The utmost priority, in any case, is to ensure the safe release of the victim.  It is never the decision of either the response consultant or the insurer to pay a ransom.  The client will always make this decision, though the consultant will, of course, offer advice to help them.  Obviously any ransom payment should be as small as possible in order to discourage further kidnap attempts and enable the client to continue with their existing business. 

Who decides whether to pay and how much?

The client.  Whilst the response consultant will offer advice throughout, the final decision always rests with the client.  From an insurance point of view, the policy is one of reimbursement.  Underwriters do not pay ransoms; they reimburse the loss after the event.

Doesn't the insurer get involved in the case?

No, the insurer pays the fees and expenses of the response consultant but there is absolutely no conflict of interest.  During a case, the consultant works entirely independently of the policy and is under no influence from the insurer whatsoever when it comes to the advice they give.  The response consultant's primary objective is to ensure the safe release of the victim.  They obviously also want to minimise any payment made as an excessive ransom payment may put the same family or other employees of the company at risk from future attack.

How long does the average case last?

This varies and can be anything from hours or days to a couple of years.  It is not unusual in Colombia, for example, for a case to take a year to eighteen months to resolve. 

What types of groups carry out this crime?

It varies from place to place.  In countries such as Colombia or the Philippines, you are most likely to be kidnapped by guerrillas, whereas in Mexico, it is more likely to be a criminal organisation.  In the former Soviet Union the threat is likely to come from Mafia-like groups whose main interest is in destabilising governments.

Is it only the very wealthy who are potential targets?

No, on the contrary, in recent years kidnappers in many parts of the world have shifted down a level and are abducting less wealthy victims from middle class families.  This is partly due to the fact that the wealthier are taking better security and prevention measures against the crime.

In some parts of the world, foreigners - both expatriates and visiting business travellers - are also seen as a lucrative target, as kidnappers know that any company will be forced to act on behalf of an abducted employee.  Recent high profile cases have also involved tourists and employees of charities and other NGOs.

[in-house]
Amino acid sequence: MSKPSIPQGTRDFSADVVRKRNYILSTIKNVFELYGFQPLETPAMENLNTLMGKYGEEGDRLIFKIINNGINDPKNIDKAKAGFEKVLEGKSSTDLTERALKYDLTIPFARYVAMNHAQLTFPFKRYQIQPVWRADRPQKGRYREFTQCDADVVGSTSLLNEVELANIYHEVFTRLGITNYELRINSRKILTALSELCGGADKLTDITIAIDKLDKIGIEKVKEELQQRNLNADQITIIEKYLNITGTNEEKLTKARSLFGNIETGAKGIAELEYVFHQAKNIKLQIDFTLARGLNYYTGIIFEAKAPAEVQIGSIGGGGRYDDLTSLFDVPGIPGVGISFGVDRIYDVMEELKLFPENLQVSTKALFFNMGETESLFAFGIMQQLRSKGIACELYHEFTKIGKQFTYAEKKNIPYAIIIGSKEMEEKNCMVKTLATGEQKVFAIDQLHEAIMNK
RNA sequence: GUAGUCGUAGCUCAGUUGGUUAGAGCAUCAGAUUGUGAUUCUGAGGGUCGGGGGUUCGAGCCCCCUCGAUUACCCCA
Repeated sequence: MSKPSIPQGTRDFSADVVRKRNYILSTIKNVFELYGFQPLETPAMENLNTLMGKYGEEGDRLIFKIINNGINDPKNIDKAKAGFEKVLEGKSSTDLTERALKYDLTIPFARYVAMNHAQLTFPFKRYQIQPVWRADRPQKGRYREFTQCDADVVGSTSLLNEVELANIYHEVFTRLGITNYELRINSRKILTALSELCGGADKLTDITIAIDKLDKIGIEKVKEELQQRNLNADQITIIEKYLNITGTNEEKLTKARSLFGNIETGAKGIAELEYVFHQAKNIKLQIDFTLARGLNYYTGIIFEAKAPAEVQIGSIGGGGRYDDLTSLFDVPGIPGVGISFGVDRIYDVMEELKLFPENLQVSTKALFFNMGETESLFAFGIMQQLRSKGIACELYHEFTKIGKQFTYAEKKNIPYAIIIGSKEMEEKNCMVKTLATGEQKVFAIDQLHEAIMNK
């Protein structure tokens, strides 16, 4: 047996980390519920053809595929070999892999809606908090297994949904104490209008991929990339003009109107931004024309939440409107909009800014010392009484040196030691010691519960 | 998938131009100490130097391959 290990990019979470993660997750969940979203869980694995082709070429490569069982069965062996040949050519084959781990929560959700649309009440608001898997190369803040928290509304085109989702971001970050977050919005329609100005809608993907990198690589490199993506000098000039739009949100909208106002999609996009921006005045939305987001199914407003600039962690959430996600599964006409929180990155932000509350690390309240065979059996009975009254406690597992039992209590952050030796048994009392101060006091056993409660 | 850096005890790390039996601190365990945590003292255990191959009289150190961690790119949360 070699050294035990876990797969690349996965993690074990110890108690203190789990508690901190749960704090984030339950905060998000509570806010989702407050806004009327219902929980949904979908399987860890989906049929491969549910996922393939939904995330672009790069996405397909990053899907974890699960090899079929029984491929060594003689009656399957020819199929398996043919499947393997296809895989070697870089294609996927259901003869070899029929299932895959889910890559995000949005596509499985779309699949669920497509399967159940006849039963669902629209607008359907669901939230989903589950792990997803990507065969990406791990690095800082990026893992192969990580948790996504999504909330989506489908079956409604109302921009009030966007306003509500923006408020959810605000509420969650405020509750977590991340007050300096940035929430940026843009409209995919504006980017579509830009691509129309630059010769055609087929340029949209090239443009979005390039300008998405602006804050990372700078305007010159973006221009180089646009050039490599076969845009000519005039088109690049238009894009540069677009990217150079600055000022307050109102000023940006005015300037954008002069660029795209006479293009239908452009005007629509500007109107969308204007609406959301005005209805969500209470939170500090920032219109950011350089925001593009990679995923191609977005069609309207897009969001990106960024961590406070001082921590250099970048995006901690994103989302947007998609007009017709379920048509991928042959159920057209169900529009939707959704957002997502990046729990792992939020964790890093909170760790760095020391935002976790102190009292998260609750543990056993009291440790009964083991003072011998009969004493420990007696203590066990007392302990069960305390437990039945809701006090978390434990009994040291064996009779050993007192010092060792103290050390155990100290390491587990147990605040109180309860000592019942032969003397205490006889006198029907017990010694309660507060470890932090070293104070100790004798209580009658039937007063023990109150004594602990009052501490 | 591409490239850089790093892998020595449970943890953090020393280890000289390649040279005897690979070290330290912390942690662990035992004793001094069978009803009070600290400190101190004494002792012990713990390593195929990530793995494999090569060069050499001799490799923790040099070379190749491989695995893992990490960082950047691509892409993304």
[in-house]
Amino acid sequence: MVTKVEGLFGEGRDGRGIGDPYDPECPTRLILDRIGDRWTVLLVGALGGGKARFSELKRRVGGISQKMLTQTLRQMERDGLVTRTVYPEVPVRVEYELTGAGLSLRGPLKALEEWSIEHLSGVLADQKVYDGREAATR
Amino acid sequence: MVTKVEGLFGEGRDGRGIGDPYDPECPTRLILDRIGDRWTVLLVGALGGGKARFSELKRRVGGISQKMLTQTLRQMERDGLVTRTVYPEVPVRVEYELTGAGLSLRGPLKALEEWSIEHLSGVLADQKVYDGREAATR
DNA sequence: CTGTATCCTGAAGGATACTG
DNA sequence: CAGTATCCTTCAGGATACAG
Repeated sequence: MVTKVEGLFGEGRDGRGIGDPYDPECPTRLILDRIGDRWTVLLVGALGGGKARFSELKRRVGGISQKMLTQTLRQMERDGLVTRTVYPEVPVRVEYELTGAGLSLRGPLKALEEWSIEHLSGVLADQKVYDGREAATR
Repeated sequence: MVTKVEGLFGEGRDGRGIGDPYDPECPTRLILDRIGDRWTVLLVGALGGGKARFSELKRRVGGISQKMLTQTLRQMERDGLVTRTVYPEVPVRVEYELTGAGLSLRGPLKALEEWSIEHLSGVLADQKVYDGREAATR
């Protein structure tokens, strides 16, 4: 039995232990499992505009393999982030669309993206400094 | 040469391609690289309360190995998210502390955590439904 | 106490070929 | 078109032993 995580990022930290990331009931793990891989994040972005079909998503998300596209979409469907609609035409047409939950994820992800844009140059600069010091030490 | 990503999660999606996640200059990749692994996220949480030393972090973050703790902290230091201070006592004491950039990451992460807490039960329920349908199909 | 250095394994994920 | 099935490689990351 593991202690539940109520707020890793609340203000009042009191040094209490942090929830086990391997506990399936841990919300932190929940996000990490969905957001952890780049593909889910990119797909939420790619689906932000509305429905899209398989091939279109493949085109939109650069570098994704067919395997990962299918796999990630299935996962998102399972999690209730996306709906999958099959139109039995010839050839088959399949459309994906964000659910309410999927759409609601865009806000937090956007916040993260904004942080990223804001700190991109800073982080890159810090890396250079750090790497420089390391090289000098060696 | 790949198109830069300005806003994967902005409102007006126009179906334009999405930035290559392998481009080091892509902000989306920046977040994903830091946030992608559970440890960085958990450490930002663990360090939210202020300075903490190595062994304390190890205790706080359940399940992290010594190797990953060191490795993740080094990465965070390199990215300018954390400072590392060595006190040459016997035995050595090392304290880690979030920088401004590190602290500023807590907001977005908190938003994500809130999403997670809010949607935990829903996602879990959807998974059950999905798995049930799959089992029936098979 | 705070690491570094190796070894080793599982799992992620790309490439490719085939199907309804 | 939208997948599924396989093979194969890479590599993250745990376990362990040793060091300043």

Nobody is immune to kidnap - wealth is always relative to that of the gangs involved and motives differ.  Potentially, with an increased terrorist threat world wide, we may see kidnappings emerging in countries which have been traditionally considered low risk.

Does the policy provide support and rehabilitation after the incident?

Yes, helping the victim and their family back to normal life is important.  The policy offers the services of psychologists to provide support if it's required.  The consultant on the case may form a close bond with the victim's family throughout the incident.  In many cases the consultant will remain in contact and may also provide ongoing advice for some months after the event.

What is the cost of the insurance?

It varies depending on a number of factors: the number of people, where they live, where they travel to and what business they are in.   Each policy is assessed individually on the basis of these factors.

Do you only provide annual cover?

No, insurance is available for short-term assignments of anything from a couple of days to several months and three-year options are also available.

 


Hiscox ASM Ltd is an indirect subsidiary of Hiscox Ltd (ultimate parent company of the Hiscox Group) and carries on business in the United Kingdom where it is authorised and regulated by the Financial Services Authority in respect of insurance mediation activities. Hiscox ASM Ltd acts only for insurance brokers or intermediaries wishing to buy insurance from insurers in the Hiscox Group and does not itself handle client monies.

Prospective purchasers of insurance must when seeking new or renewal insurance disclose any information which might influence the insurer in deciding whether to accept the risk and in setting the terms or premiums. Failure to do so may entitle the insurer to declare the insurance void from inception and to reject any claim.